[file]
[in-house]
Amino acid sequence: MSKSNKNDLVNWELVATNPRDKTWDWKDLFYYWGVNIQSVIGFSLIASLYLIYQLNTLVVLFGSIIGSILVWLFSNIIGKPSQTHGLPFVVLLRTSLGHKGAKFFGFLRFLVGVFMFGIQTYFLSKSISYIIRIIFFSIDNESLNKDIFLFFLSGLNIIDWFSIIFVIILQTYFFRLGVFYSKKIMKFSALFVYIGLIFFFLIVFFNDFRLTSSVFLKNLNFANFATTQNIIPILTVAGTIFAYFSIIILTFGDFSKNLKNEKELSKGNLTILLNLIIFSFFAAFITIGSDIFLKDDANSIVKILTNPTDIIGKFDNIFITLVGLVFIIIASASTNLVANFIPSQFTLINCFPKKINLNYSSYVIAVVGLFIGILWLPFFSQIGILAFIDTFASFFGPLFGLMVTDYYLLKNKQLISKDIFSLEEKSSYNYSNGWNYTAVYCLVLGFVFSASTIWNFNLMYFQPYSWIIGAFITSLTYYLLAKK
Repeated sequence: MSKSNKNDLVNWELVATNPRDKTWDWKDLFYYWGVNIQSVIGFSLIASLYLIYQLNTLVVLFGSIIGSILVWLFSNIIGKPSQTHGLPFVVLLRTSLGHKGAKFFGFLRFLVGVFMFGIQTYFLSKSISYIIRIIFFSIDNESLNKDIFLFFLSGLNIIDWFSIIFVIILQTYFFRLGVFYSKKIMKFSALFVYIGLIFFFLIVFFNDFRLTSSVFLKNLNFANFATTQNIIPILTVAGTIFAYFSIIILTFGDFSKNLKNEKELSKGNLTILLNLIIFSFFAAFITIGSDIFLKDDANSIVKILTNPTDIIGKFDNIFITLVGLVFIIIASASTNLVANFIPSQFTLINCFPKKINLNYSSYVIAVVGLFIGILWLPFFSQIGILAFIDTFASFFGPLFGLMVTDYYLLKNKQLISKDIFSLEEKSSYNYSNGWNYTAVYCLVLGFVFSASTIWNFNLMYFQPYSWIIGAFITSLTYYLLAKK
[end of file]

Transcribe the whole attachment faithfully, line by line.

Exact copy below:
[in-house]
Amino acid sequence: MSKSNKNDLVNWELVATNPRDKTWDWKDLFYYWGVNIQSVIGFSLIASLYLIYQLNTLVVLFGSIIGSILVWLFSNIIGKPSQTHGLPFVVLLRTSLGHKGAKFFGFLRFLVGVFMFGIQTYFLSKSISYIIRIIFFSIDNESLNKDIFLFFLSGLNIIDWFSIIFVIILQTYFFRLGVFYSKKIMKFSALFVYIGLIFFFLIVFFNDFRLTSSVFLKNLNFANFATTQNIIPILTVAGTIFAYFSIIILTFGDFSKNLKNEKELSKGNLTILLNLIIFSFFAAFITIGSDIFLKDDANSIVKILTNPTDIIGKFDNIFITLVGLVFIIIASASTNLVANFIPSQFTLINCFPKKINLNYSSYVIAVVGLFIGILWLPFFSQIGILAFIDTFASFFGPLFGLMVTDYYLLKNKQLISKDIFSLEEKSSYNYSNGWNYTAVYCLVLGFVFSASTIWNFNLMYFQPYSWIIGAFITSLTYYLLAKK
Repeated sequence: MSKSNKNDLVNWELVATNPRDKTWDWKDLFYYWGVNIQSVIGFSLIASLYLIYQLNTLVVLFGSIIGSILVWLFSNIIGKPSQTHGLPFVVLLRTSLGHKGAKFFGFLRFLVGVFMFGIQTYFLSKSISYIIRIIFFSIDNESLNKDIFLFFLSGLNIIDWFSIIFVIILQTYFFRLGVFYSKKIMKFSALFVYIGLIFFFLIVFFNDFRLTSSVFLKNLNFANFATTQNIIPILTVAGTIFAYFSIIILTFGDFSKNLKNEKELSKGNLTILLNLIIFSFFAAFITIGSDIFLKDDANSIVKILTNPTDIIGKFDNIFITLVGLVFIIIASASTNLVANFIPSQFTLINCFPKKINLNYSSYVIAVVGLFIGILWLPFFSQIGILAFIDTFASFFGPLFGLMVTDYYLLKNKQLISKDIFSLEEKSSYNYSNGWNYTAVYCLVLGFVFSASTIWNFNLMYFQPYSWIIGAFITSLTYYLLAKK